Kweichow Moutai

A gift, from somewhere in China

Kweichow Moutai

The yellowed dictionary circa 1970. The dusty bottle of gin that no one seems to drink but no one throws away, either: These are things that didn't seem to have an origin and you don't imagine will have a demise. They just are. They materialize into your everyday existence, settle onto an out-of-the-way shelf, and there they sit for years. After Armageddon, cockroaches, the dictionary and the bottle of gin will remain.

We're moving. We've just recycled a bunch of empty wine bottles and came across an almost-full bottle of Kweichow Moutai. We acquired it this past Christmas and immediately identified it as one of those things that will be a part of our lives for decades to come, and correctly predicted that "China's national liquor" would spend most of its time on our shelf being ignored.

Even though the bottle's within a black-and-red box, the Kweichow Moutai emits a sharp odor that challenges the nose. A small red box containing what looks like two tiny wine glasses (we'd guess they hold about an ounce) sits on top of the bottle itself. And there are directions, all in Chinese characters, and a sketch of a man who appears to be shooting lasers out of his eyes. Perplexed, we turn to for help:

"Magical Function of Beer in Winter: In winter, people are fond of chafing dish," it says under the heading "Drink Tips." "What is worrisome to them is that too much chafing dish will make them suffer from internal heat." Wait, what?

The bottle's opening looks like a wagon wheel — tilt it sideways and the 106-proof liquid drips slowly from between the spokes. We fill our tiny glass and the scent swells. It's similar to sake or anise, and yet...not. Though the Kweichow Moutai is clear and almost dainty in the wee wine glass, the one-ounce portion scares us. We inhale it deeply through our nose which causes us to pucker and our eyes to water. Do we shoot it? Sip it? Dump it? We shoot.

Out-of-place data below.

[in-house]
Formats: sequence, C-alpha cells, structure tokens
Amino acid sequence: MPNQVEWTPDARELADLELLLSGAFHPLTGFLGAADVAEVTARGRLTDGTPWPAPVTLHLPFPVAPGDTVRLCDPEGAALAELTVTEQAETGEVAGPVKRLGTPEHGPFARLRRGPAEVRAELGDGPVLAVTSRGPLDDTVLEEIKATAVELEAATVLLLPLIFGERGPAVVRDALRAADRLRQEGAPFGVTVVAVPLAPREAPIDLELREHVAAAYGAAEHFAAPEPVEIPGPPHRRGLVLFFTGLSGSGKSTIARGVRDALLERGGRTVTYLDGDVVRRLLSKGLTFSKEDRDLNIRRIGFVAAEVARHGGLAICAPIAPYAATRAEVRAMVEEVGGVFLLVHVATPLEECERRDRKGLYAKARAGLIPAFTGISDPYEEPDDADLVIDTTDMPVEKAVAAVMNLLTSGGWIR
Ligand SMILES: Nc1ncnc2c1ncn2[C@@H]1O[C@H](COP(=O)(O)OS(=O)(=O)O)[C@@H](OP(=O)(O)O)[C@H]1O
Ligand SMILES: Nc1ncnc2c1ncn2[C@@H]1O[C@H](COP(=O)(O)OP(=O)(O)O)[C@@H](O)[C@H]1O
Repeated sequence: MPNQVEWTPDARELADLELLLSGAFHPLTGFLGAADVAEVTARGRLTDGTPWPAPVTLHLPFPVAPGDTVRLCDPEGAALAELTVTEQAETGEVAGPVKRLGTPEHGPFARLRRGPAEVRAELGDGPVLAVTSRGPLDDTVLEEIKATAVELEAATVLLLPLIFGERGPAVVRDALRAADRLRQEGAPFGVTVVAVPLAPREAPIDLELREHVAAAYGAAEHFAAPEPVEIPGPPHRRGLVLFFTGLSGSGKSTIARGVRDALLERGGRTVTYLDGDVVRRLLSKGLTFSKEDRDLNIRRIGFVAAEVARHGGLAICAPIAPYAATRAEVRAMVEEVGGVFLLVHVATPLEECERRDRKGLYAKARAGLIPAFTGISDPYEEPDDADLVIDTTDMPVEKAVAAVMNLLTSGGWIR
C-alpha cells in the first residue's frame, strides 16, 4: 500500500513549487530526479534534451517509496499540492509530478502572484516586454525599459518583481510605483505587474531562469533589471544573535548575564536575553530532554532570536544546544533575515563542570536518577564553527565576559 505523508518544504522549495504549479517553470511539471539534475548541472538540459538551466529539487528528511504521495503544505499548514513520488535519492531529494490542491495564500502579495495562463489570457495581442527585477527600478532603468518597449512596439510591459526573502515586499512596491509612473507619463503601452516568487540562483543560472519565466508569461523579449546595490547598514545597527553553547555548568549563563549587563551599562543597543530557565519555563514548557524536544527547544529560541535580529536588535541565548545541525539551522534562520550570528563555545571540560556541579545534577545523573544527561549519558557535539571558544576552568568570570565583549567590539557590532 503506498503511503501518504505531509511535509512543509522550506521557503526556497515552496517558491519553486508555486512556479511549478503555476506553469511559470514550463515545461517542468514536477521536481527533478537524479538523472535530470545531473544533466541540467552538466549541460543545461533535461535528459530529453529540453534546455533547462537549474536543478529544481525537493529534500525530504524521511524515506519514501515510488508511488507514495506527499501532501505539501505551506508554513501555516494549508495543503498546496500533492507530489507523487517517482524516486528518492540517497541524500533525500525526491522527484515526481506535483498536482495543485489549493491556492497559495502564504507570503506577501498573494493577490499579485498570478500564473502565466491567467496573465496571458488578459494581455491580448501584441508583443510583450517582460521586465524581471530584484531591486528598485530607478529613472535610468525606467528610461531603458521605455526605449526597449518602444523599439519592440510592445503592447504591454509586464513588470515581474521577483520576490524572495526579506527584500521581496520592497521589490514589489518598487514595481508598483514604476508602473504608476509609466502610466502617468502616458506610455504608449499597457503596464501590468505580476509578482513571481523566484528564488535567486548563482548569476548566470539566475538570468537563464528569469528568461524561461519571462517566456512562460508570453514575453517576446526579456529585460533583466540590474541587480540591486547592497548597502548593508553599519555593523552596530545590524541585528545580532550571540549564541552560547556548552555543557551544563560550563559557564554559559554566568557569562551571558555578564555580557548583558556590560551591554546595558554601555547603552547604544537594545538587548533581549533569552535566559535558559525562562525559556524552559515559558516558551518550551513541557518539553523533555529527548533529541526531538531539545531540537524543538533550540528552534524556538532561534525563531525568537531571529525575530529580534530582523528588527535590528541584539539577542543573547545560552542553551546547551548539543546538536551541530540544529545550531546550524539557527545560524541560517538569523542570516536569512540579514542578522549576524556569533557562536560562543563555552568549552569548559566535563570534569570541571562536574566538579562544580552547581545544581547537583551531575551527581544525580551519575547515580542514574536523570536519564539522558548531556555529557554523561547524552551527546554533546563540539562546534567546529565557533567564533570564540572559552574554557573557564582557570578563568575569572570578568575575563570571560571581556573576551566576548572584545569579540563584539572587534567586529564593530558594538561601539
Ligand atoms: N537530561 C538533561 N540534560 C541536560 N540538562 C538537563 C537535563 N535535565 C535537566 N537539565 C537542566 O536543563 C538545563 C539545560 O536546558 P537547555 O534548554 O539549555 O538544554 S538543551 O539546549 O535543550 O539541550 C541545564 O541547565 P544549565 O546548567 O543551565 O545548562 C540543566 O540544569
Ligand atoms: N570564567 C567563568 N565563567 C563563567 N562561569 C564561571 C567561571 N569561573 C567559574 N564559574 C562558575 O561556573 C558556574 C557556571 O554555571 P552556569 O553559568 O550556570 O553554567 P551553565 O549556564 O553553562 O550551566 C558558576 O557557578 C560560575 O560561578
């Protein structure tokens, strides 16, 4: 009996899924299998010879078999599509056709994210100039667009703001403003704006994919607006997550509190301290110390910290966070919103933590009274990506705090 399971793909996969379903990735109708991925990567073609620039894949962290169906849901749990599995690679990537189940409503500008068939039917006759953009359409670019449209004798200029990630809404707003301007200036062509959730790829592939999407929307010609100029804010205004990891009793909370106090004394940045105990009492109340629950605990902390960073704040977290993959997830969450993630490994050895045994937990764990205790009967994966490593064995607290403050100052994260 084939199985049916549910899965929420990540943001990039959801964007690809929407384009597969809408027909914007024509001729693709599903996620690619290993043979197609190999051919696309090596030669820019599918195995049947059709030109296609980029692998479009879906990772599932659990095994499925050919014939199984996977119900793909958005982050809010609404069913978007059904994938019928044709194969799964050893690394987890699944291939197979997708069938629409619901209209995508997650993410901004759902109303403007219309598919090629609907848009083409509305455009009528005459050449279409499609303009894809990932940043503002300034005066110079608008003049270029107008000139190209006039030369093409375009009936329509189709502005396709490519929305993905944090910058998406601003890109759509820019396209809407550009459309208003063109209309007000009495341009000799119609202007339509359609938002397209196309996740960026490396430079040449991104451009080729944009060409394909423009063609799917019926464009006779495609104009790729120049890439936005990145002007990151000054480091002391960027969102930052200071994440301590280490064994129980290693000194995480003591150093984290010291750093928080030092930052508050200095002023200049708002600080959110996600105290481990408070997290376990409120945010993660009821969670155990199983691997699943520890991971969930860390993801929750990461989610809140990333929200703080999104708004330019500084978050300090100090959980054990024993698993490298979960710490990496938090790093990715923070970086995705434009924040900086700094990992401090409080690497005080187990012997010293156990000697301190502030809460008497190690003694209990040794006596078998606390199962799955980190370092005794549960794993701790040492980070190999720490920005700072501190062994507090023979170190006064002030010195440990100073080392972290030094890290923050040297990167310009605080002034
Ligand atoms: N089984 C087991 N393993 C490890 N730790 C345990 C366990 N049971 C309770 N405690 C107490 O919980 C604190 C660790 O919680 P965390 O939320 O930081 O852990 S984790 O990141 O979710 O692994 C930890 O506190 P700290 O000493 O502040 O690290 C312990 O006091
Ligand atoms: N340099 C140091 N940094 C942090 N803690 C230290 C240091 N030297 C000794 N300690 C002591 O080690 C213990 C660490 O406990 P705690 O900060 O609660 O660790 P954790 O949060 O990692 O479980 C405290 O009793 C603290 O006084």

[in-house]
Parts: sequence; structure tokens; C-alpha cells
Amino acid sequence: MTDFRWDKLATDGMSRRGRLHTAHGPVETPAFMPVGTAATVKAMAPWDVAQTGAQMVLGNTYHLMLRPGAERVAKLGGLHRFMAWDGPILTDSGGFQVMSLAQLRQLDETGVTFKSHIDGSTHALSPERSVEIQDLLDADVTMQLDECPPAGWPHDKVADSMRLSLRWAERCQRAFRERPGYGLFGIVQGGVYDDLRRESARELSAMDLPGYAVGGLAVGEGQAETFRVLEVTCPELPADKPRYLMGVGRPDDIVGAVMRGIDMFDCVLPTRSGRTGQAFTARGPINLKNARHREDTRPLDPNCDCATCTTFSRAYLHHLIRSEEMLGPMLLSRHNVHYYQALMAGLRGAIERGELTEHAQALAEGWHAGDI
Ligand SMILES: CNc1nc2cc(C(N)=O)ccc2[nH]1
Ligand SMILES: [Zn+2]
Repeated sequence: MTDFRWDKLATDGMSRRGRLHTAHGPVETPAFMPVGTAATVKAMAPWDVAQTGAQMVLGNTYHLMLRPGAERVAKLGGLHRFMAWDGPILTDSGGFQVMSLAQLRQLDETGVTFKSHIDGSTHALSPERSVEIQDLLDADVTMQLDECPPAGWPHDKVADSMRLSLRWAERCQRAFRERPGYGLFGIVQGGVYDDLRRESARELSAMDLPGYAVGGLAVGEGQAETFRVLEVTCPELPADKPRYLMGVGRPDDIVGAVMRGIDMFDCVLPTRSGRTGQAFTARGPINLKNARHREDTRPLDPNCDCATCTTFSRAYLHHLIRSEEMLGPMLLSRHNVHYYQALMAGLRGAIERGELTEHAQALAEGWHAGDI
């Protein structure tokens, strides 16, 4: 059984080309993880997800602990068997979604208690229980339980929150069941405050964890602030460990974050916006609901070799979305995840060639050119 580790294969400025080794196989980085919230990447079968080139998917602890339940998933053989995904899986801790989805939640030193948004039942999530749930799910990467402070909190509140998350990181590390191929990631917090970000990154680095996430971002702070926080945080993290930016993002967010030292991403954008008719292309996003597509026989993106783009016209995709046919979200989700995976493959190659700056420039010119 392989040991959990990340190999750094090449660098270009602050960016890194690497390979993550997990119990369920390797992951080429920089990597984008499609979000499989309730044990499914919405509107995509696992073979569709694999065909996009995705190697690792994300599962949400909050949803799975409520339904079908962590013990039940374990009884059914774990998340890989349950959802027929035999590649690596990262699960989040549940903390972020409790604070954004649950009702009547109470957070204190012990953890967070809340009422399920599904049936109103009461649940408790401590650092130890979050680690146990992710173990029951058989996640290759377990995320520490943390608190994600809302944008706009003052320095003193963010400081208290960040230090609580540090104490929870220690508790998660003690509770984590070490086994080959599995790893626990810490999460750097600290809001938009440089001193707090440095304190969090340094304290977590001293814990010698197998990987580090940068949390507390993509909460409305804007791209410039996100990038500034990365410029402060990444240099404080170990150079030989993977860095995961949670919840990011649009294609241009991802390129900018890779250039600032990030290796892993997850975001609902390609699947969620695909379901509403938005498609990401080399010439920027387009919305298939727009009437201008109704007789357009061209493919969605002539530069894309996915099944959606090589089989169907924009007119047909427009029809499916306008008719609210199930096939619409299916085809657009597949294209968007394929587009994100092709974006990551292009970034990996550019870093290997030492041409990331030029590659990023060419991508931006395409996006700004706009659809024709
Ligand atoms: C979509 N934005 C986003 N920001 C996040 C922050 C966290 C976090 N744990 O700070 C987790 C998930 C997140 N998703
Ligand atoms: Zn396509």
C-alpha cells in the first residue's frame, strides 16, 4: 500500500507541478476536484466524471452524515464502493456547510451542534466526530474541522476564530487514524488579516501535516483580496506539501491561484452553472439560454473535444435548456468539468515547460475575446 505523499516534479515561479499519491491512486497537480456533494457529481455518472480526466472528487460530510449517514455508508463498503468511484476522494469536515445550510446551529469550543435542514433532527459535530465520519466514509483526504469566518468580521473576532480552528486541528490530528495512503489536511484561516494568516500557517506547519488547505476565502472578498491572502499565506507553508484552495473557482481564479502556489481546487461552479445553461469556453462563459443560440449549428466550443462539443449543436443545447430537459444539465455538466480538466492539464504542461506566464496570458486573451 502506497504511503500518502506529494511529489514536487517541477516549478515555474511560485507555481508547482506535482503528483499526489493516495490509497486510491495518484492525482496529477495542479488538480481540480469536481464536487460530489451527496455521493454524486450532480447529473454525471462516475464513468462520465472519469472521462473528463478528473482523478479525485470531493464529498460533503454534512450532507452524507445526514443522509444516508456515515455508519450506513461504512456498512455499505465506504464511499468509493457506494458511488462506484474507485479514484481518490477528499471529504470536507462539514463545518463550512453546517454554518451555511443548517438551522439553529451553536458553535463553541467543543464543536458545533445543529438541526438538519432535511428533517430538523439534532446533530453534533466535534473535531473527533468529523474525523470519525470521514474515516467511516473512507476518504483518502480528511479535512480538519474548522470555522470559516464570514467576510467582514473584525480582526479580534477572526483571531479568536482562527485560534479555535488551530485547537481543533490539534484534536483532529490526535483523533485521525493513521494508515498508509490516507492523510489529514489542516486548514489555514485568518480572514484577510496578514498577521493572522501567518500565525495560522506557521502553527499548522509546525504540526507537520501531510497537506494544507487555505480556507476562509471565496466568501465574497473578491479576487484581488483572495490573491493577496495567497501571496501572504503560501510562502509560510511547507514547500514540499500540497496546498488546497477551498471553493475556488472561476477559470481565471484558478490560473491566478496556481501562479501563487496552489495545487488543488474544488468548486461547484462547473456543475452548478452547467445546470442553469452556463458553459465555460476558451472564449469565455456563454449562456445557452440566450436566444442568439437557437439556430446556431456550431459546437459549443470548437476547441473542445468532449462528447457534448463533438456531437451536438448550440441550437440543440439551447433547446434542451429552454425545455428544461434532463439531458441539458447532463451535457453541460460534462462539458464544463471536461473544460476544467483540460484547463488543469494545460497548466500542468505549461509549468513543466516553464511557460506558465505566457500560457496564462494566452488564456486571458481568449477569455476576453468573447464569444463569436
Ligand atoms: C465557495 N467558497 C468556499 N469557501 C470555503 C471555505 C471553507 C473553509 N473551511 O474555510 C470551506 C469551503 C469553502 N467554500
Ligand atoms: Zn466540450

It tastes like burnt, gummy tissue, but then, that could be our esophagus melting. Our throat feels as though it's got a bad case of windburn and our saliva production is only rivaled by that of our tears. And we've only drank half of it. We take the second half-ounce with more gusto and it's easier than the first. We turn back to Moutai's Web site: "Of course, if beer is drunk when eating chafing dish, its carbon dioxide may bring internal heat out to avoid the scald of food on the mouth, which is even more magical." We actually kind of get it. We return the Kweichow Moutai to its box.

In the next couple of days, it too will be placed into a cardboard box, alongside wine glasses that are wrapped in newspaper. We'll unpack it, put in back on a shelf and, if we move again in a couple of years, we'll repeat the process, packing and unpacking it again. Someday, an observant party guest will spot the dusty, mysterious bottle with the Chinese characters up on a shelf. They'll ask where we got it, and we will give the question a long, thoughtful pause before realizing we haven't the slightest idea.

Got a drink suggestion?

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